Your hurt may be fair and reasonable. But do they think that way? Do they care?

They may not. You may get hurt, stand up for yourself, and find that it goes nowhere because the other person feels justified in their actions.

What do you do with that situation?

Well, you remind yourself that their opinions about you and your lifestyle are not relevant.

It’s not their business any more than their life is your business.

Let them think whatever garbage they want and get on with your life and your business.

That doesn’t mean to ignore all conflict entirely.

Conflict is a necessary part of human interaction, friendship, and relationship building. You’re going to have disagreements with people that you’re close to, and that’s okay.

Those points of conflict serve as building blocks in strengthening a relationship as you work with that person to find resolutions.

But, when it comes to other people passing judgment on you and what you do, you can choose not to care.

It’s difficult to do at first, but it gets easier the more you do it.

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4. Don’t form unnecessary opinions.

“Do I need to have an opinion on this?”

This simple question can save you a lot of grief in the long run.

As human beings, we love to have opinions about things. But how many opinions do we actually need to have?

The answer is not many at all.

If a situation or other person’s actions don’t affect you, you really don’t need to have an opinion on it, unless you are intent on getting involved.

It’s also difficult to have an informed opinion on all of the things that people like to have opinions about.

There’s always some piece of information that can change the context of a situation, revealing that your opinion was wrong all along.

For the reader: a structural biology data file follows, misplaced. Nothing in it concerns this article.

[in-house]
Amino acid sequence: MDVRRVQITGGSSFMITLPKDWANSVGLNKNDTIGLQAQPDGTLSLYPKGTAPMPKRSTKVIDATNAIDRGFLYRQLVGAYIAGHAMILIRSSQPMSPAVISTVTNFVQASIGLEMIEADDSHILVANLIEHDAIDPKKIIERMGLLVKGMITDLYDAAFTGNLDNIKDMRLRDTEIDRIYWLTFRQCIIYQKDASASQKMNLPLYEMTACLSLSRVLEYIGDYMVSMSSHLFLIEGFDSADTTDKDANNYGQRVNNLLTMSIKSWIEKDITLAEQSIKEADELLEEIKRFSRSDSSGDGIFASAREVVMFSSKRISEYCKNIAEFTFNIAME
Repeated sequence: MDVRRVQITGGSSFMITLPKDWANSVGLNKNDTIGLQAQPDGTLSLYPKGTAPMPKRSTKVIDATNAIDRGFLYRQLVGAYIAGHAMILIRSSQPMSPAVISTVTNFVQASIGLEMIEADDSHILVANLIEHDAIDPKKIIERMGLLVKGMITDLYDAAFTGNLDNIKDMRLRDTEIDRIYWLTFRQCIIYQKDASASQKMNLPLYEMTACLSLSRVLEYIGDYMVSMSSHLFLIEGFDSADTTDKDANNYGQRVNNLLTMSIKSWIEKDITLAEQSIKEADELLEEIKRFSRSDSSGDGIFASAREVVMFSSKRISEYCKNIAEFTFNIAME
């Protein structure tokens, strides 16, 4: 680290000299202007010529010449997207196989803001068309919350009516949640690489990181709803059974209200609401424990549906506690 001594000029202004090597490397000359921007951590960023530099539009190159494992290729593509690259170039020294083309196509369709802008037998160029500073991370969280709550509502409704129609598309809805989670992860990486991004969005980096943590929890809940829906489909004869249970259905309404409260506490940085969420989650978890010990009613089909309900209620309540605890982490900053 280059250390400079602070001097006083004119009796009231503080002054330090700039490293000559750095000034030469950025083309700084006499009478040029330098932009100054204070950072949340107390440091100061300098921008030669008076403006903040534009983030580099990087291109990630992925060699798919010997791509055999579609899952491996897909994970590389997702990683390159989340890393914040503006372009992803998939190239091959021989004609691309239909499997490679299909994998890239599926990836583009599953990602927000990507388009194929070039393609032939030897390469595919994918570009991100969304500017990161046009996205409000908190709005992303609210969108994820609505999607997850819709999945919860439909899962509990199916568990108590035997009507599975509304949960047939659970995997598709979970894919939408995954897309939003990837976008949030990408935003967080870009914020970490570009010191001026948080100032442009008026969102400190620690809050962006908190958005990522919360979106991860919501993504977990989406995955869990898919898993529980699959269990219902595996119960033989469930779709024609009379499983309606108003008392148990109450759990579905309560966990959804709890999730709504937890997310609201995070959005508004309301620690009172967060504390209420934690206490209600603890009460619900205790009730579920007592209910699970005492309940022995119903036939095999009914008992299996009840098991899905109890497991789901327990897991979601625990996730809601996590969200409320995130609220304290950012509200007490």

And for what?

There’s nothing to gain by having unnecessary opinions.

They can help shape your perception and interactions with others, often in a negative way. This results in unfair judgment and disharmony.

They also rob you of meaningful emotional energy to pour into the things that really matter, like a cause you might believe in, working on yourself, or fixing your own life.

Conserve that emotional energy and peace of mind by questioning your opinions.

5. Question your own emotions.

All day, every day we are flooded with emotions about different things.

The important thing to remember is that not all feelings are worth our time and attention.

We may feel like we need to step out of our lane because some emotional impulse is telling us that we need to.

And you know what? That may very well be the case. Sometimes we do have to step outside of our lane.

What we need to question is whether or not these emotions are necessary to act on.

You may find that an impulsive, emotional reaction doesn’t serve you well. Getting involved in the business of others may be the wrong choice to make because you don’t have enough information to act on.

The only way to intercept those emotions is by pausing to question the emotion. Once you do that, you can decide to step outside of your lane if the situation warrants your attention.

Practice makes perfect.

The process of actively guiding your thoughts and actions back into your lane requires regular practice.

It may not come easily to you at first, but the more you do it, the easier it gets.

After a while, you’ll find that you can easily identify what is meant for you and discard the rest with ease.

Minding your own business will reduce the emotional energy you pour out into the rest of the world, leaving you more to work on your peace of mind and harmony.

Life is far less complicated and happier when you’re not fighting battles that are not yours to fight.